At the Open University, as part of our project to start using CodeRunner, we paid a cyber security consultancy to do a day of penetration testing on CodeRunner.
I am afraid that we cannot share the full report with you, since it is confidential between the consultancy and us. However, that is not very important, because they did not really find anything wrong with CodeRunner. (They did detect a handful of other minor ways in which our Moodle could be configured more securely.)
The only really CodeRunner-specific thing they queried was to ask whether we should be limiting access to Python libraries like os, but I don’t think that is feasible. Anyway, the point of the JOBE sandbox is to ensure that can cannot do anything very interesting, even with OS commands.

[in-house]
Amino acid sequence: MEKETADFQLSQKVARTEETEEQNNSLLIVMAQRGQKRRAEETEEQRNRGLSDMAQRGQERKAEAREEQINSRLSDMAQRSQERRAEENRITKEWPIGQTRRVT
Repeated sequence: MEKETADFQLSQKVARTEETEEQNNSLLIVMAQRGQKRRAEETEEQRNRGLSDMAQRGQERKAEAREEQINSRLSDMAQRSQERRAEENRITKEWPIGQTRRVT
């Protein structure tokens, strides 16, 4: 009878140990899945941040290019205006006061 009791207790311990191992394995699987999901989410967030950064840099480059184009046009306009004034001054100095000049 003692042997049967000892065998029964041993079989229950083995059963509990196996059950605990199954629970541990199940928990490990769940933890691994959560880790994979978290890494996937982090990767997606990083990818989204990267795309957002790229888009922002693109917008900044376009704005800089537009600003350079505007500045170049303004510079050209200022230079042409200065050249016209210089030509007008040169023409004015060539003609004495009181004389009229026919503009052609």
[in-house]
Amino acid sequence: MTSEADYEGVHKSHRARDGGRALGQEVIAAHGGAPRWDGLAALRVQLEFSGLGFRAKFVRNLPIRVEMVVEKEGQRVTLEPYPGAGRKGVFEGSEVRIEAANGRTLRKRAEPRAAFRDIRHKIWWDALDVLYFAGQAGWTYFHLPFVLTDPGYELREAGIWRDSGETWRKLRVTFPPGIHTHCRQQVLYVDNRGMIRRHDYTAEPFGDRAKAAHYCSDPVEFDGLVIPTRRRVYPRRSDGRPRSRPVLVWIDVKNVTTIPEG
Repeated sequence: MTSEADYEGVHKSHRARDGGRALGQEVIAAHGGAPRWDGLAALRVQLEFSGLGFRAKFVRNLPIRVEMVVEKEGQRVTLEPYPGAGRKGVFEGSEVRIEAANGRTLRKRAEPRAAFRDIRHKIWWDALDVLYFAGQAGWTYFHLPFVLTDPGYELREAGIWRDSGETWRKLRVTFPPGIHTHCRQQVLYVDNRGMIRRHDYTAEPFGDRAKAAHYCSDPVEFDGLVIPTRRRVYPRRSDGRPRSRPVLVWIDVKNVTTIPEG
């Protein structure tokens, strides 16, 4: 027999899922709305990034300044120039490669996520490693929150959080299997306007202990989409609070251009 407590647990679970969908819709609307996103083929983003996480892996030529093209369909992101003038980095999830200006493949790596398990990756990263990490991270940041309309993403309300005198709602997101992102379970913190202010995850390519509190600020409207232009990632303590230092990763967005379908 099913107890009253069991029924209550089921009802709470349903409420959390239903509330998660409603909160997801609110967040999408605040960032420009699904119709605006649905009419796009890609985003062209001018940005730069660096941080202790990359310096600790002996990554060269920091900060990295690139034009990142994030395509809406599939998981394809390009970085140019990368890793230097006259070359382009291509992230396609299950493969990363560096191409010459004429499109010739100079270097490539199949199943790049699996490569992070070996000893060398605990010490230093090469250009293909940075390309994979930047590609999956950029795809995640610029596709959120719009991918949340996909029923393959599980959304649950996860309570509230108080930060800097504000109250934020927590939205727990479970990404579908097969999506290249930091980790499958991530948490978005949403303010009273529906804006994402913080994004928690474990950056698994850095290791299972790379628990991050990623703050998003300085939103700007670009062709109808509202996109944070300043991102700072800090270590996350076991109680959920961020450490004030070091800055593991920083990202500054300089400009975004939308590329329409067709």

So, on the basis of this report, our IT Security department has approved us to make CodeRunner available to OU staff and paying students.
In an interesting development, our open courseware folks (http://www.open.edu/openlearn/) have now also woken up to CodeRunner, and would like to use it. Obviously, exposing CodeRunner to the whole Internet, rather than just paying students, is a bigger risk, so it is possible we will do some further in-depth testing (e.g. a code review of the JOBE sandbox). If so, we will share a summary those results with you too.
We hope that getting this testing done, and sharing the results to the extent we can, is a useful contribution to the CodeRunner community.